An article in the recent issue of Grist spent a lot of ink reporting on the value of cover crops. They looked specifically at a small Indiana watershed (Tippecanoe) and recorded what happened to the water quality when cover crop adoption approached 100%. Perhaps more accurately, they recorded what DIDN’T happen…the nitrogen and phosphorus fertilizers stayed on the property and didn’t end up in the Gulf of Mexico.

In a short video, you can get the gist of what Grist had to say. Here’s that link.

But if you want to read the longer article, it’s worth it. Here’s that link, called Last Ditch Effort. Among those interviewed was Jamie Scott, an entrepreneurial grower in Indiana who has been instrumental for expanding the use of cover crop, particularly annual ryegrass, in the past 10 years.

Here’s a quote from the article, in terms of what they determined, in summary. After 13 years and a million dollars in state, nonprofit, and federal funding, the data show a clear decline in nitrogen and phosphorus flowing out of this watershed during the critical springtime thaw. These two nutrients fertilize crops, but when they wash into the water, they fertilize algae blooms and cause a host of problems. In other words, the chemicals we rely on to grow food often end up poisoning the planet and threatening the lives of many species on it, including ours.

Maybe you caught the editorial slant in the last sentence. Yes, Grist is an environmentalist magazine run by millenials who probably think they can right all the wrongs right away, if all the old folks would just quietly go away and die. But seriously, if a tree-hugging bunch of youngsters think cover cropping is going to save the planet, that’s good news…because cover crops can take care of a bunch of pollution problems, and that’s the truth.

Covering Cover Crops – Democratic Candidates Converge in Iowa – Get An Earful About “Regenerative Agriculture”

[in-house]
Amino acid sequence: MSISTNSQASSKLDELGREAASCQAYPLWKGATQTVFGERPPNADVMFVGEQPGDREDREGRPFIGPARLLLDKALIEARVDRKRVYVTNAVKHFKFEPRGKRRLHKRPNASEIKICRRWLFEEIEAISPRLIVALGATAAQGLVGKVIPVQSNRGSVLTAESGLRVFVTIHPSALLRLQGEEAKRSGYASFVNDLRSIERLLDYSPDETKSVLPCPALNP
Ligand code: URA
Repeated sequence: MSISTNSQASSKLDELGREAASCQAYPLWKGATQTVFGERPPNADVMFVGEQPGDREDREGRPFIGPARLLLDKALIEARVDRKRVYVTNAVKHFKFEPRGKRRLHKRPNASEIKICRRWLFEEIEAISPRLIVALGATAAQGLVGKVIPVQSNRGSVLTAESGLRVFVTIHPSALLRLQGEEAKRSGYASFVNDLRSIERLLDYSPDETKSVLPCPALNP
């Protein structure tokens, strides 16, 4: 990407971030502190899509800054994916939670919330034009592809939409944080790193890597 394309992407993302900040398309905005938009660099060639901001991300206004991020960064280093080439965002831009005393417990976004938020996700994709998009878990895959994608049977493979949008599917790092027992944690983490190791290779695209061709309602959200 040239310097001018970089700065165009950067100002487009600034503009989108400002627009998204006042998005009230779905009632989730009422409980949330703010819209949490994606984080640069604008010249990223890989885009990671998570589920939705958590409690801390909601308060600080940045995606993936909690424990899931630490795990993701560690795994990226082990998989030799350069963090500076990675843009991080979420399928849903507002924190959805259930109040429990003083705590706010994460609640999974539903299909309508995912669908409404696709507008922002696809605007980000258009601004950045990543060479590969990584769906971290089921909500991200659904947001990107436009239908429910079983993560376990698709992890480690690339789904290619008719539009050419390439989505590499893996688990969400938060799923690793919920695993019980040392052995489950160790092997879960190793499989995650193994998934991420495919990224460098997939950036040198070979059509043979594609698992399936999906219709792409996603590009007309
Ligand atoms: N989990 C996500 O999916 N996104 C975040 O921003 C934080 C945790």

A story in the New Yorker magazine today is raising the national visibility about “regenerative agriculture”. https://www.newyorker.com/news/campaign-chronicles/how-an-iowa-farmer-used-the-campaign-stop-economy-to-push-climate-action-on-2020-democrats

In a nutshell, Lacona, Iowa farmer Matt Russell managed to attract a half-dozen of the 2020 Democratic contenders for president to his farm. His pitch…climate change is real and regenerative ag practices can do a bunch of things to mitigate some of the issues. No-till, and cover crops are part of the solution, and he said farmers need the federal government to invest in that future.

Cover Crop Adoption Steady for 20 Plus Years

Back in the 1990s, nobody but a few cranks and academics were playing around with no-till and cover crops. Then Mike Plumer started researching and testing the hypothesis that both practices would benefit farm profits and soil health.

Fast forward a quarter century, and take a look at the rate of adoption of cover crops in the Midwest.

The good news, over the past 12 years, more than 15 million acres of precious farm acreage have been planted in cover crops regularly, and are now building value and productive qualities. The first 10 years of Plumer’s and Dan Towery’s work to educate growers produced negligible results of cover crop acres. But by 2006, adoption began to gather momentum and the growth since then has been impressive.

The bad news, only about 5 percent of the acres planted for agriculture in the slightly expanded Midwest map are currently planting cover crops.

The good news: Three states (Pennsylvania, Indiana and Michigan) have about twice that average, with Pennsylvania topping the list at 12.9 percent of farm acreage in cover crops. (Michigan and Indiana are just behind, with 8.5 percent each). Further, both Michigan and Indiana have made better than 50 percent increases in just the last five years.